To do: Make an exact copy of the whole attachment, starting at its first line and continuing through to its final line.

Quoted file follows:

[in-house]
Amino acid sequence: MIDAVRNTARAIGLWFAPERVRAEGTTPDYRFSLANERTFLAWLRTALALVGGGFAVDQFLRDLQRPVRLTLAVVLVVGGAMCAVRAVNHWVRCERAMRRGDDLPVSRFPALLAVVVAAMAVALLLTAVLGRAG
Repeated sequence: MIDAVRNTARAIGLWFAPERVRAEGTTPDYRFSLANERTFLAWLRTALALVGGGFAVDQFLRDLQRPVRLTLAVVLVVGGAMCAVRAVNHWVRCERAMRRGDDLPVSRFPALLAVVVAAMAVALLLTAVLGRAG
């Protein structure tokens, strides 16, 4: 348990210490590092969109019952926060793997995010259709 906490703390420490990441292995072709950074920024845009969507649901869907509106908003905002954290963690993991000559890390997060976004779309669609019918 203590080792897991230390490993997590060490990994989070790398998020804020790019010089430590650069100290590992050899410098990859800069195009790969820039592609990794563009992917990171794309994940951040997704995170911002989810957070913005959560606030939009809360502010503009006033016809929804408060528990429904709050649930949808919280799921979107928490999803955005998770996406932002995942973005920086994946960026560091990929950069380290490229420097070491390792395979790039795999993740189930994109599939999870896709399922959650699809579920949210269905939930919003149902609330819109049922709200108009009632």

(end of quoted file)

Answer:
[in-house]
Amino acid sequence: MIDAVRNTARAIGLWFAPERVRAEGTTPDYRFSLANERTFLAWLRTALALVGGGFAVDQFLRDLQRPVRLTLAVVLVVGGAMCAVRAVNHWVRCERAMRRGDDLPVSRFPALLAVVVAAMAVALLLTAVLGRAG
Repeated sequence: MIDAVRNTARAIGLWFAPERVRAEGTTPDYRFSLANERTFLAWLRTALALVGGGFAVDQFLRDLQRPVRLTLAVVLVVGGAMCAVRAVNHWVRCERAMRRGDDLPVSRFPALLAVVVAAMAVALLLTAVLGRAG
């Protein structure tokens, strides 16, 4: 348990210490590092969109019952926060793997995010259709 906490703390420490990441292995072709950074920024845009969507649901869907509106908003905002954290963690993991000559890390997060976004779309669609019918 203590080792897991230390490993997590060490990994989070790398998020804020790019010089430590650069100290590992050899410098990859800069195009790969820039592609990794563009992917990171794309994940951040997704995170911002989810957070913005959560606030939009809360502010503009006033016809929804408060528990429904709050649930949808919280799921979107928490999803955005998770996406932002995942973005920086994946960026560091990929950069380290490229420097070491390792395979790039795999993740189930994109599939999870896709399922959650699809579920949210269905939930919003149902609330819109049922709200108009009632």